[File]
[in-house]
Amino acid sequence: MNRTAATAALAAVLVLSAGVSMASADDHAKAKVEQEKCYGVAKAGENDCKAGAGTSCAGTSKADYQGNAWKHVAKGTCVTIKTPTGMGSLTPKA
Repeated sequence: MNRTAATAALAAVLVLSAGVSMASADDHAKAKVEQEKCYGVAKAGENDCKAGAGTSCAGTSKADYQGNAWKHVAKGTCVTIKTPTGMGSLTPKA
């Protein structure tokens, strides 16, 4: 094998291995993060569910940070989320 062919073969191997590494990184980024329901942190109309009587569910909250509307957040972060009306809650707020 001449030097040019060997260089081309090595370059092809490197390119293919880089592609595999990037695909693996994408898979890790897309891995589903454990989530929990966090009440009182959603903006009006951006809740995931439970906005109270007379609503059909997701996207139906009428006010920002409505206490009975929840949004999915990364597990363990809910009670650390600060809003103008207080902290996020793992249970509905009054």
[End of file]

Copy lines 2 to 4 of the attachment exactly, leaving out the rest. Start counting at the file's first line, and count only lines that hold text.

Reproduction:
Amino acid sequence: MNRTAATAALAAVLVLSAGVSMASADDHAKAKVEQEKCYGVAKAGENDCKAGAGTSCAGTSKADYQGNAWKHVAKGTCVTIKTPTGMGSLTPKA
Repeated sequence: MNRTAATAALAAVLVLSAGVSMASADDHAKAKVEQEKCYGVAKAGENDCKAGAGTSCAGTSKADYQGNAWKHVAKGTCVTIKTPTGMGSLTPKA
């Protein structure tokens, strides 16, 4: 094998291995993060569910940070989320 062919073969191997590494990184980024329901942190109309009587569910909250509307957040972060009306809650707020 001449030097040019060997260089081309090595370059092809490197390119293919880089592609595999990037695909693996994408898979890790897309891995589903454990989530929990966090009440009182959603903006009006951006809740995931439970906005109270007379609503059909997701996207139906009428006010920002409505206490009975929840949004999915990364597990363990809910009670650390600060809003103008207080902290996020793992249970509905009054």